McConnell: Short-Term Budget Bill Will Last Into March

WASHINGTON -- Top lawmakers on Capitol Hill have agreed on a short-term spending measure to keep government operating through March while a new Congress works on a budget for the rest of the fiscal, year, the Senate's Republican leader said Sunday.

Senate Minority Leader Mitch McConnell, R-Ky., said he and Senate Majority Leader Harry Reid agreed on a three-month "continuing resolution" after a $1.27 trillion omnibus bill failed a Senate vote last week.

Republicans pulled out of a deal to wrap up the 12 spending measures that were supposed to be enacted by Sept. 30 after news that more than 6,000 earmarks worth $8 billion were included in the omnibus.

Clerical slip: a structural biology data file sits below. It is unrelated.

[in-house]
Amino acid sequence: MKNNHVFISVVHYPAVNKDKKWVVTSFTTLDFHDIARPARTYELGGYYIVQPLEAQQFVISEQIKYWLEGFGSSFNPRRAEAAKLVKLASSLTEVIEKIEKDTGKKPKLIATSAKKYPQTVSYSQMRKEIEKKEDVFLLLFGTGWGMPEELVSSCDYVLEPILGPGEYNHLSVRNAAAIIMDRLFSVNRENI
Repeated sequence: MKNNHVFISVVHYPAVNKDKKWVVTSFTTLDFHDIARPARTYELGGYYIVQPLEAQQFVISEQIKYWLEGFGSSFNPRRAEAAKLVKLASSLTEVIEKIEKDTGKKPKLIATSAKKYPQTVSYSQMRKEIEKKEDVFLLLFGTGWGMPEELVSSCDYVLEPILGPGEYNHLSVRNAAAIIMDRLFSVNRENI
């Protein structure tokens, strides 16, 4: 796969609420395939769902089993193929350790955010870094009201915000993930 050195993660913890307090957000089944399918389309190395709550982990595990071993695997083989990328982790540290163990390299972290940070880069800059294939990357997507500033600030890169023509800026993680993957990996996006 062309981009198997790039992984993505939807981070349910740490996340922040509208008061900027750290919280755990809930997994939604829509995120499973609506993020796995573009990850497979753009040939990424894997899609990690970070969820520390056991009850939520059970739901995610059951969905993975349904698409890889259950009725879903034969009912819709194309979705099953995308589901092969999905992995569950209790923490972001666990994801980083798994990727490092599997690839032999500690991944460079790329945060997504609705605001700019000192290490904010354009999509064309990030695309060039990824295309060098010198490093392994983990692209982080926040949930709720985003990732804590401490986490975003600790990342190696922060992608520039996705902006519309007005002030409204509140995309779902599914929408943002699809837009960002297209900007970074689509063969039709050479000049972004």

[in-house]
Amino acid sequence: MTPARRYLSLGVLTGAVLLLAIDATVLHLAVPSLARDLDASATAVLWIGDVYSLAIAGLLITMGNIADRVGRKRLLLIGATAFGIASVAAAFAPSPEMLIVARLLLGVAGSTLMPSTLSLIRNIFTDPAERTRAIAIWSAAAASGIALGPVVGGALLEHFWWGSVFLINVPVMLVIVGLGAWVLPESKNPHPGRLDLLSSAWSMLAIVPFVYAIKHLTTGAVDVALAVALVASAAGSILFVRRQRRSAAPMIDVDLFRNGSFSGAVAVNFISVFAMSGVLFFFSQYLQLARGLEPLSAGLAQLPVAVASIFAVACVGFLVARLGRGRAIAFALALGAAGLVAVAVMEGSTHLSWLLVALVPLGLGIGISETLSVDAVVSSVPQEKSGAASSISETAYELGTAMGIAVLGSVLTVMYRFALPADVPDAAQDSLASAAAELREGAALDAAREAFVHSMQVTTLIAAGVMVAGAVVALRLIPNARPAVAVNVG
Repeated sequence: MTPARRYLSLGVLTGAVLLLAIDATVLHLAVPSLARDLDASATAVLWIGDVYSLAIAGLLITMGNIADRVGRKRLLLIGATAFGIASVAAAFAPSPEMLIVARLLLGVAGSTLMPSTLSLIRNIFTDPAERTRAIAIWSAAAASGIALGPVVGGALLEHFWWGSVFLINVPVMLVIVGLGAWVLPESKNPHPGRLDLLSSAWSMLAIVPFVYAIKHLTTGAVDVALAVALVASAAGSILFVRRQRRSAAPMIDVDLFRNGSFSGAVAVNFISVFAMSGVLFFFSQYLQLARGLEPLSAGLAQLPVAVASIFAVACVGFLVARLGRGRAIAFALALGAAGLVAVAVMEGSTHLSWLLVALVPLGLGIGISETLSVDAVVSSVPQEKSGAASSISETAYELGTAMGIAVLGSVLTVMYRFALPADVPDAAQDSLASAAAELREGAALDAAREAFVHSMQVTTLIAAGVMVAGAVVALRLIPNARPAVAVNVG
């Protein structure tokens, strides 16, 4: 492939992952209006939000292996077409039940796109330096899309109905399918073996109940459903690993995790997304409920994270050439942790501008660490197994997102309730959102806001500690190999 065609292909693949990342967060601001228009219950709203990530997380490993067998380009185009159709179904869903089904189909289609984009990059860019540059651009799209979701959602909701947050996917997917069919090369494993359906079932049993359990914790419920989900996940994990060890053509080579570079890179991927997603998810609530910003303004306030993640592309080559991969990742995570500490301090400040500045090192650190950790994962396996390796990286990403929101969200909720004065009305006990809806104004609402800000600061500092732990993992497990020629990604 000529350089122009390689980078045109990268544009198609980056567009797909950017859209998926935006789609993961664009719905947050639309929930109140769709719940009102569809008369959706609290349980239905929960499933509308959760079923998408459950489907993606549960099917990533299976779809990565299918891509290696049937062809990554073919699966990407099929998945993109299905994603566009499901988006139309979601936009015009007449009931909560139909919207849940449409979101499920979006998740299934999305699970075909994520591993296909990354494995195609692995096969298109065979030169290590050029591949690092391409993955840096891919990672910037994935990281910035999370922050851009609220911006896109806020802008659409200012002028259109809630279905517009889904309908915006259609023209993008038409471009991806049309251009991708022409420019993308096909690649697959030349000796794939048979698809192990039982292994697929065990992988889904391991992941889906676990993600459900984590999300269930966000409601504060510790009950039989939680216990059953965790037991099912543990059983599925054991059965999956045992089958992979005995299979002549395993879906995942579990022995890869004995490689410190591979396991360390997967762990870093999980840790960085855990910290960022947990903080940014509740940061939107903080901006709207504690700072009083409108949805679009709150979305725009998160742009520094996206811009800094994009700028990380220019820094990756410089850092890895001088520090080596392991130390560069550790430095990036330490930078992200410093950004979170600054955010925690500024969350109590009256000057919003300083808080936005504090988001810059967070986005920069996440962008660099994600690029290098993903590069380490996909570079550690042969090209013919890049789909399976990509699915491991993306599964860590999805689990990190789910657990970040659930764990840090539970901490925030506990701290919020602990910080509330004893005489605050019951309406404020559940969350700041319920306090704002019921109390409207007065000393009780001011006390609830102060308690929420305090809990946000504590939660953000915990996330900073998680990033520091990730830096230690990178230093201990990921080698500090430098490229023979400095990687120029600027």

McConnell argued Sunday that he had agreed to the funding limit for the omnibus bill, but the legislation contained too many items that didn't go through the proper vetting process, including funding for President Obama's health care law hated by Republicans.

"All we agreed to was the top line, the total amount that was going to be spent in all the discretionary accounts. What we did not agree to is not taking a single bill across the Senate floor. What we did not agree to is adding up 2,000-page bill, putting in there funding of the health care provisions that were passed last year, which we overwhelmingly opposed, and passing it right before Christmas," he said on CNN's "State of the Union."

According to the Congressional Research Service, continuing resolutions, designed to prevent the government from running out of money for daily operations and forcing a shutdown, have been used every year but three since 1978.

On Saturday, Obama signed a CR to fund the government through Tuesday. The previous CR had been set to expire at midnight Sunday.